Daisy Romper and Bonnet from Thrifted Sheet

I made another sunsuit.  These are becoming my go-to summer outfit the more hot and sticky it gets here in Michigan and they’re easy and fast. I am also pretty excited about this reversible baby bonnet.  It’s been in pattern purgatory for weeks, a little too baggy in back, a little too short at the ears.  But finally I cracked it.  And two bonnets for the time invested in one?  Excellent.

If you missed the tutorial for this sunsuit the first time around, you can find it here.  Although be warned, I’ve already figured out a better way to do the bottom.  Hah. Just have to find time to photo/blog it.

The fabric is from a thrifted sheet.  I remember complaining at one point about my lack of good vintage sheet sources.  My cries did not go unheard; my Aunt Jan who is the Queen of Thrift Store Finds came to my rescue with a stack of awesome sheets.  This pink daisy pattern is so cheerful and summery.  Here’s a peek at the inside (outside?) of the bonnet:

Other randomness for today

  • Baby Pants Pattern: I realize that if I don’t produce a Big Butt Baby Pants Pattern very soon, I’m going to have a mob on my hands.  As soon as I get off this computer I am going to work on it.  I know that doesn’t mean anything concrete, but I thought I’d just mention that, for what it’s worth.
  • Privacy Issues: Some of you may have noticed I’ve randomly started omitting my kids’ names (and faces, usually) in my posts.  I’ve been toying with getting rid of their names altogether. After reading this I get more and more anxious every day that I’m going to discover some creep has taken pictures of my kids and put them on their own website or worse.  The problem is, there doesn’t seem to be much precedent or standard anywhere.  When I was a teacher it was easy: you don’t post pictures of your students online unless you have parental permission.  But now that I’m the parent?  My kids can’t speak for themselves, so it’s my call when I put them out there.  And most of the blogs I read have pictures of their kids’ faces and real names.  I’m starting to wonder if that is that being completely irresponsible?  I struggle with this lately.  And as you can tell I have yet to do anything about it. Bah.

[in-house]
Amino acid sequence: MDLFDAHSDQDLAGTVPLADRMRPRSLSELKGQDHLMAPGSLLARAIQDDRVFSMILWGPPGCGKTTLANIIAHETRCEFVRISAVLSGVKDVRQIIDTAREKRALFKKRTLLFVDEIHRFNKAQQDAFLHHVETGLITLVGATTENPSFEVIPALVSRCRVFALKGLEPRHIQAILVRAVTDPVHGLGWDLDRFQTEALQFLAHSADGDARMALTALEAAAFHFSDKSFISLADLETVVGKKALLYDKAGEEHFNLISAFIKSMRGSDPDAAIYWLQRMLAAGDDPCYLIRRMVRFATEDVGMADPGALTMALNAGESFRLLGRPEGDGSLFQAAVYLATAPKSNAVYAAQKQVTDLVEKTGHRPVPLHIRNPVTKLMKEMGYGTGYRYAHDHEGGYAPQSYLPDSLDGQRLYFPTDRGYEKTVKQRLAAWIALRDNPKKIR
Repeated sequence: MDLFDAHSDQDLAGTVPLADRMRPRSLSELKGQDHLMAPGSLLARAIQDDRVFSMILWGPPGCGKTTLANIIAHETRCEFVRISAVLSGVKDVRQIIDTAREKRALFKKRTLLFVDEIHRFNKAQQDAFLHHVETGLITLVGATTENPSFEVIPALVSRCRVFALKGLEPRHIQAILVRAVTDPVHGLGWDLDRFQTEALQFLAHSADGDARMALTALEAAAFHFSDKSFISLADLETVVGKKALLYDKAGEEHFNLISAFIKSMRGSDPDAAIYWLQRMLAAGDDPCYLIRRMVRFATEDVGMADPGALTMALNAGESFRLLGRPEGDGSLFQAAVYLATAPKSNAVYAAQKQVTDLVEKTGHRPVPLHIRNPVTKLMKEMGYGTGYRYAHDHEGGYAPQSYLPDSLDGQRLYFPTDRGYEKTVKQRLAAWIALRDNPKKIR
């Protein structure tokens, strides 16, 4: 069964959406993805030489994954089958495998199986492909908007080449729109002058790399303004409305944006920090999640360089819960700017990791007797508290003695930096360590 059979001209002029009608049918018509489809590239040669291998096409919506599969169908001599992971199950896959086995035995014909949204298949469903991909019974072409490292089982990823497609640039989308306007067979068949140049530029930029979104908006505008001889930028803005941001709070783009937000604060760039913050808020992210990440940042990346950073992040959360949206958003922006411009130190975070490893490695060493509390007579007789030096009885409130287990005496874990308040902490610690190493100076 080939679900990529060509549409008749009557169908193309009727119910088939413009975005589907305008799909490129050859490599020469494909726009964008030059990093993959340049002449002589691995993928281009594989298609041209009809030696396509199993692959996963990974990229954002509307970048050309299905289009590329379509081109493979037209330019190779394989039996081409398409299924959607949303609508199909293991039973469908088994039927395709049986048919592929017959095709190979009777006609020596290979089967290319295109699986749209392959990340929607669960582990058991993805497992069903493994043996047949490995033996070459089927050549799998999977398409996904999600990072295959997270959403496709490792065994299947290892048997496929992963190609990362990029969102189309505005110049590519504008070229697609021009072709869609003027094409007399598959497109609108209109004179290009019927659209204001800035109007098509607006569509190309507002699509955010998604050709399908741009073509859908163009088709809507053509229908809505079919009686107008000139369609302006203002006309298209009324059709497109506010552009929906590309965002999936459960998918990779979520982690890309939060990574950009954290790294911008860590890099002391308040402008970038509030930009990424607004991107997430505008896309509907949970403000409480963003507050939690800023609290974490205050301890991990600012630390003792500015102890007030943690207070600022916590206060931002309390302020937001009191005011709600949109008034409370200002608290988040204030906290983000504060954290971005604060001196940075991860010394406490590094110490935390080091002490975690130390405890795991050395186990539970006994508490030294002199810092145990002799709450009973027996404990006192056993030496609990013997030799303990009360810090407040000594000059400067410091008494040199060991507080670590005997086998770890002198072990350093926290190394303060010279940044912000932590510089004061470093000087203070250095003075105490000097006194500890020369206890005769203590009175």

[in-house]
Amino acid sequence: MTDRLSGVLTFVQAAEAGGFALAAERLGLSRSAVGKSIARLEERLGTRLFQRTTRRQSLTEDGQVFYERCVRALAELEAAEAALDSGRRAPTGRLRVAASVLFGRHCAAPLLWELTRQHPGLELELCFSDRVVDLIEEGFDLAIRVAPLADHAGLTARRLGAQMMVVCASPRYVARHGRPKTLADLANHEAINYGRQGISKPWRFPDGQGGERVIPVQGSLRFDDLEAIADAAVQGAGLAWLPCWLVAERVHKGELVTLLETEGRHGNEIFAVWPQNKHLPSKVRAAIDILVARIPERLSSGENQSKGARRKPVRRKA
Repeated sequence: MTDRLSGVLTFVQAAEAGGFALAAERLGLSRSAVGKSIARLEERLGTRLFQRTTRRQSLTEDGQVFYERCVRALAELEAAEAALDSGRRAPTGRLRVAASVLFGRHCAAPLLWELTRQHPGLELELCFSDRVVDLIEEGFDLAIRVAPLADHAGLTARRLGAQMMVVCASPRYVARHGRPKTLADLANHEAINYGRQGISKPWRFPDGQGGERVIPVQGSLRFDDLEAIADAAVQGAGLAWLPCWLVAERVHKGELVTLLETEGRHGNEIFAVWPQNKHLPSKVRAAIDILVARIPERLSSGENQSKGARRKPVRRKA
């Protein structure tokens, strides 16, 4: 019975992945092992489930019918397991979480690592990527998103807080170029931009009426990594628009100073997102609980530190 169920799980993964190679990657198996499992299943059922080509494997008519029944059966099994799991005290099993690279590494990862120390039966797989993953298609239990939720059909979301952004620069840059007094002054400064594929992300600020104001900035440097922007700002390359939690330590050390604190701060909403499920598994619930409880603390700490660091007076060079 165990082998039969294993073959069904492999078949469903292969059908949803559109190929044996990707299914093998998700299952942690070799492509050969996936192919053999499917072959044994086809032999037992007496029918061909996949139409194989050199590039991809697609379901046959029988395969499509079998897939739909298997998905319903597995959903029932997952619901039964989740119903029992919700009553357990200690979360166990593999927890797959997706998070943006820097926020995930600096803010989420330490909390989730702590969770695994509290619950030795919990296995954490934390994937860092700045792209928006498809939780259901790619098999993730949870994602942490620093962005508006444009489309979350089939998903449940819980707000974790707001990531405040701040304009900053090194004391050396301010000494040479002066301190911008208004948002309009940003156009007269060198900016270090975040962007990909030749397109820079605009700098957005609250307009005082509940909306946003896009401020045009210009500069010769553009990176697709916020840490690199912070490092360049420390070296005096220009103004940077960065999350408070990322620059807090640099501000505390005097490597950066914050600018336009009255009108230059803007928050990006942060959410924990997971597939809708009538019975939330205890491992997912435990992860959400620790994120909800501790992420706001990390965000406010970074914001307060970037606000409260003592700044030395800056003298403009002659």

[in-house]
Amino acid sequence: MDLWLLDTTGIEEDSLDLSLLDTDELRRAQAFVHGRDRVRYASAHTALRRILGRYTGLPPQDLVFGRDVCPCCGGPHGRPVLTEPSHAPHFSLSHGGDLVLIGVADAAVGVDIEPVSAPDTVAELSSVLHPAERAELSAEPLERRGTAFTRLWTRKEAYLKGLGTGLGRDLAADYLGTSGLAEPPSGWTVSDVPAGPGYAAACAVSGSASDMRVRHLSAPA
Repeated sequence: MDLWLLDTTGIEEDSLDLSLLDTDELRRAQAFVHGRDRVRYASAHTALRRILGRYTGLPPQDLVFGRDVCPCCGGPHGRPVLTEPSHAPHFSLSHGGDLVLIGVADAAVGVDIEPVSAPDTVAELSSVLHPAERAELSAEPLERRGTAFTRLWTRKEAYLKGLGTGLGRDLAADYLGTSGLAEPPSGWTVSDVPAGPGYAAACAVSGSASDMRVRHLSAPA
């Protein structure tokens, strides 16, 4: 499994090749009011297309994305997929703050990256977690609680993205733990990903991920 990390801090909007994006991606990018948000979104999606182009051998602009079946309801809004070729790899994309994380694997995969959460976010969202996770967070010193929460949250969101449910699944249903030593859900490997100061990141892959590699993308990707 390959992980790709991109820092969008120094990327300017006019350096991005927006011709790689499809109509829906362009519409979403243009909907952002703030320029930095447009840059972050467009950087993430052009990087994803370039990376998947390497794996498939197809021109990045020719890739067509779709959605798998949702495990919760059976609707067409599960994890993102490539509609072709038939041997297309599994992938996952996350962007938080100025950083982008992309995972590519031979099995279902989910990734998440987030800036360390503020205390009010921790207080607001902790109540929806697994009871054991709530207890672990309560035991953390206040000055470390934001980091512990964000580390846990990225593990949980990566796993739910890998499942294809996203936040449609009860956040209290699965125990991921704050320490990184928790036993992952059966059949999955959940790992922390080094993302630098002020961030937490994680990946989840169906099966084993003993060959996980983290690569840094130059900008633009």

Anyway, that’s all for now.  Gotta go work on baby pants.

The Easiest Robot Garland. Evar.

Some of you remember the Easiest Heart Garland. Evar. and this isn’t going to turn into a series or anything, but garlands are easy to make and fun so I had to share my very very easy peasy paper party garland. It isn’t made of felt like the heart one (but wouldn’t THAT be cute??) and therefore is less durable, but I find with birthday garlands that in fact each year you want to do something new, making the time invested in a felt birthday garland slightly less rewarding.  But don’t let me stop you.

Here’s how to make:
1.  Gather supplies: colored printer paper (mine came from IKEA if you’re looking for these colors), stapler, hole punch, scissors.  Each color you use gives 8 robots and about a yard of garland, so mix colors to make longer garlands or just use one color.

2.  Fold the paper in half three times to make eight sections (unfolded shown above, folded shown below).  The order of the folds is not important as long as you end up with eight equal sections.

3.  Sketch cutouts if needed.  The top corners will need rectangles, the bottom corners need “L”s and the bottom center needs a square.  Personally I think the less exact you are, the cuter they end up. Witness how wonkified they are in that first picture if you don’t believe me.

4.  Cut L’s on bottom corners through all layers with scissors

5.  Cut squares out of bottom center through all layers to make the legs

6.  Cut rectangles from top corners through all layers to make the head

7.  Open up your paper.  The robots will be connected by their arms, legs, or heads but not necessarily exactly like mine if you positioned your folds differently.  This doesn’t matter since you’re going to cut them all apart anyway. Now cut them all apart.

8.  Punch holes for eyes and control buttons

9.  Staple two robots at a time together horizontally by catching each arm with the staple or stapling them together vertically head to foot.

10. Optional: I tied loops of thread to the ends to make them easier to hang, but you could also tape them up or just rest them on curtain rods or fixtures.

Easy, peasy!

Best in Show

It’s too hard to focus on serious sewing when there’s summer outfits to be made for Clementine. 

Fabric: Red Letter Day by Lizzy House + White Linen